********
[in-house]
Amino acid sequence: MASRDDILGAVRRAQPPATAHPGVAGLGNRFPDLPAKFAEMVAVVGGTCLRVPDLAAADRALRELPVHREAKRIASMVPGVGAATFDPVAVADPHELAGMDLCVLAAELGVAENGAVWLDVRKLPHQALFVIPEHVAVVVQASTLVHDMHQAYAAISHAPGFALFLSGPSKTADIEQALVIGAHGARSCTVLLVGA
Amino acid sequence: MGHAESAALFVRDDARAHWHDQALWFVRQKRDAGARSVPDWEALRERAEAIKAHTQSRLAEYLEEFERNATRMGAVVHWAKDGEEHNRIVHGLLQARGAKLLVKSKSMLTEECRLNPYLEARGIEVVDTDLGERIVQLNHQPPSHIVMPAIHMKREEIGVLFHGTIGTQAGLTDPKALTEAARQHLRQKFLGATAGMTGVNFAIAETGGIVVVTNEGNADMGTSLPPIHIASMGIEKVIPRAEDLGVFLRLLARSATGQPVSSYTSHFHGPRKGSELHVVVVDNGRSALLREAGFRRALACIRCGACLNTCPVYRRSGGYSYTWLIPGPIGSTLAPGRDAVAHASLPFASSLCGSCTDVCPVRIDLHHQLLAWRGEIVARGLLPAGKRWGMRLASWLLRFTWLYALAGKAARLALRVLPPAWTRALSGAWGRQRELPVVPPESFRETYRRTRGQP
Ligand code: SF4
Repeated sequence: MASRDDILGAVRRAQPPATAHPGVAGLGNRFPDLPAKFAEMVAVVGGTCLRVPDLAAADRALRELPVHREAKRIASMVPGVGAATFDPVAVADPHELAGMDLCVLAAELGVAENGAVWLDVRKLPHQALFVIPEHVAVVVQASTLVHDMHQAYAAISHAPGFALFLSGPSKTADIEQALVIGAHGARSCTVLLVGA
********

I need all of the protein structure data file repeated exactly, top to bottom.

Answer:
[in-house]
Amino acid sequence: MASRDDILGAVRRAQPPATAHPGVAGLGNRFPDLPAKFAEMVAVVGGTCLRVPDLAAADRALRELPVHREAKRIASMVPGVGAATFDPVAVADPHELAGMDLCVLAAELGVAENGAVWLDVRKLPHQALFVIPEHVAVVVQASTLVHDMHQAYAAISHAPGFALFLSGPSKTADIEQALVIGAHGARSCTVLLVGA
Amino acid sequence: MGHAESAALFVRDDARAHWHDQALWFVRQKRDAGARSVPDWEALRERAEAIKAHTQSRLAEYLEEFERNATRMGAVVHWAKDGEEHNRIVHGLLQARGAKLLVKSKSMLTEECRLNPYLEARGIEVVDTDLGERIVQLNHQPPSHIVMPAIHMKREEIGVLFHGTIGTQAGLTDPKALTEAARQHLRQKFLGATAGMTGVNFAIAETGGIVVVTNEGNADMGTSLPPIHIASMGIEKVIPRAEDLGVFLRLLARSATGQPVSSYTSHFHGPRKGSELHVVVVDNGRSALLREAGFRRALACIRCGACLNTCPVYRRSGGYSYTWLIPGPIGSTLAPGRDAVAHASLPFASSLCGSCTDVCPVRIDLHHQLLAWRGEIVARGLLPAGKRWGMRLASWLLRFTWLYALAGKAARLALRVLPPAWTRALSGAWGRQRELPVVPPESFRETYRRTRGQP
Ligand code: SF4
Repeated sequence: MASRDDILGAVRRAQPPATAHPGVAGLGNRFPDLPAKFAEMVAVVGGTCLRVPDLAAADRALRELPVHREAKRIASMVPGVGAATFDPVAVADPHELAGMDLCVLAAELGVAENGAVWLDVRKLPHQALFVIPEHVAVVVQASTLVHDMHQAYAAISHAPGFALFLSGPSKTADIEQALVIGAHGARSCTVLLVGA